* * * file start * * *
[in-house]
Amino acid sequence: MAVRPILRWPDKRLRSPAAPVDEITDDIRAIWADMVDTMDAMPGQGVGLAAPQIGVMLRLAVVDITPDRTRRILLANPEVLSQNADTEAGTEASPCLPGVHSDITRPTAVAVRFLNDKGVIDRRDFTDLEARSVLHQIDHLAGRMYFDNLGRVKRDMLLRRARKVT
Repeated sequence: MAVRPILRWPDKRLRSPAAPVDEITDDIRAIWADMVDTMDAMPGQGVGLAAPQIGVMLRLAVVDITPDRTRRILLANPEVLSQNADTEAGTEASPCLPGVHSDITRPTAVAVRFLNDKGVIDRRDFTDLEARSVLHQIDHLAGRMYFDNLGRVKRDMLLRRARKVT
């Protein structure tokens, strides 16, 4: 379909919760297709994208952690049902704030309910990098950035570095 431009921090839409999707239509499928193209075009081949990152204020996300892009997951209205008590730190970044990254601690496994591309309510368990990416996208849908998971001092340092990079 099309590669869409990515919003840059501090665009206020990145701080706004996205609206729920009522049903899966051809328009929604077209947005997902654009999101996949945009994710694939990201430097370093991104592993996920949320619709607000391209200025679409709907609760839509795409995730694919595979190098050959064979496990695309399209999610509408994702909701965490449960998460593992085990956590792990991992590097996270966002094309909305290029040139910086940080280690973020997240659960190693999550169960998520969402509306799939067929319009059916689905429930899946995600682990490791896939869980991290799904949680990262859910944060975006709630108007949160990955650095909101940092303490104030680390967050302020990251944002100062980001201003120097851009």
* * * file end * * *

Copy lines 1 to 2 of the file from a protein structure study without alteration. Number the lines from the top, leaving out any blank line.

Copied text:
[in-house]
Amino acid sequence: MAVRPILRWPDKRLRSPAAPVDEITDDIRAIWADMVDTMDAMPGQGVGLAAPQIGVMLRLAVVDITPDRTRRILLANPEVLSQNADTEAGTEASPCLPGVHSDITRPTAVAVRFLNDKGVIDRRDFTDLEARSVLHQIDHLAGRMYFDNLGRVKRDMLLRRARKVT